A consensual crime is a public-order crime that involves more than one participant, all of whom give their consent as willing participants in an activity that is unlawful. Legislative bodies and interest groups sometimes rationalize the criminalization of consensual activity because they feel it offends cultural norms, or because one of the parties to the activity is considered a “victim” despite their informed consent.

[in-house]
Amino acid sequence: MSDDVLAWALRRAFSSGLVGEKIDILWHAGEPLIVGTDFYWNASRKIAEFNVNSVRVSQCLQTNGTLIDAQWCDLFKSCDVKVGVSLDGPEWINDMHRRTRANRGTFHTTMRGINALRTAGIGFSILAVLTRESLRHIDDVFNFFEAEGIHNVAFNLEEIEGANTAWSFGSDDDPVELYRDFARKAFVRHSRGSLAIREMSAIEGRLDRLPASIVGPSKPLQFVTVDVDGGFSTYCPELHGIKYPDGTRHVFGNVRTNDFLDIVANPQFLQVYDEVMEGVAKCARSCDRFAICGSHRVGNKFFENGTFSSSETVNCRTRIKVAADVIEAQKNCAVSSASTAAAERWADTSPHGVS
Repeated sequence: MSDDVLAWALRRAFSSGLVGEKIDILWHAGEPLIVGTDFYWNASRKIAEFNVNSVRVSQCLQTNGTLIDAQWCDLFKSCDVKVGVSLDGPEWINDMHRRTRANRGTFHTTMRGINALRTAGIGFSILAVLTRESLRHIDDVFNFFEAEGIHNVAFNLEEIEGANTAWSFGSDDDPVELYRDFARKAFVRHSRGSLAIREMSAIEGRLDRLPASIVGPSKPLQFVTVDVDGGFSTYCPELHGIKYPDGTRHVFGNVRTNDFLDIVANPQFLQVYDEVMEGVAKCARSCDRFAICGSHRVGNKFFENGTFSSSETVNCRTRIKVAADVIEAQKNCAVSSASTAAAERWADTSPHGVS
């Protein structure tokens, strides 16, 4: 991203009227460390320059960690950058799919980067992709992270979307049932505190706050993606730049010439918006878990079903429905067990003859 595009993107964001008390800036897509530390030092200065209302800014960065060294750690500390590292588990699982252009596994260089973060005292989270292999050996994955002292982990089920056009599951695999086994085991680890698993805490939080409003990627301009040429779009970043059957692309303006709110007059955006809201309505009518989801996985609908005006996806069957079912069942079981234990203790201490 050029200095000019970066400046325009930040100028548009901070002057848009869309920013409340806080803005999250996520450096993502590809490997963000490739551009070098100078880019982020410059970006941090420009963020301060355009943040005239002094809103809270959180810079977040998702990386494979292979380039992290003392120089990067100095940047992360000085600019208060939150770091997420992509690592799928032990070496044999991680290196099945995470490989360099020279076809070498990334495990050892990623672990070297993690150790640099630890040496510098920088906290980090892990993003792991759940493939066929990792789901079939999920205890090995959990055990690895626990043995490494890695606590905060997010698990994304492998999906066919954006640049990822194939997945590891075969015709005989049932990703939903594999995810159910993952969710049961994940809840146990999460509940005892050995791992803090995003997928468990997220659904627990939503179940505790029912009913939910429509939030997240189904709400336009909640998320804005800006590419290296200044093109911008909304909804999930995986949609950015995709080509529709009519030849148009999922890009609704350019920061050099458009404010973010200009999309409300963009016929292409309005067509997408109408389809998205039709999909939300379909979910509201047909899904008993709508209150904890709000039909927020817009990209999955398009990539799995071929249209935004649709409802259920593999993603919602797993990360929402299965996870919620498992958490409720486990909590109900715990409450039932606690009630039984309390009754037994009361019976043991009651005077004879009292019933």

Consensual crimes are sometimes described as crimes in which the victim is the state, the judicial system, or society at large and so affect the general (sometimes ideological or cultural) interests of the system, such as common sexual morality. Victimless crimes, while similar, typically involve acts that do not involve multiple persons. Drug use is typically considered a victimless crime whereas the sale of drugs between two or more persons would be a consensual crime. The fact that no persons come forward to claim injury has essentially made the two terms interchangeable in common use.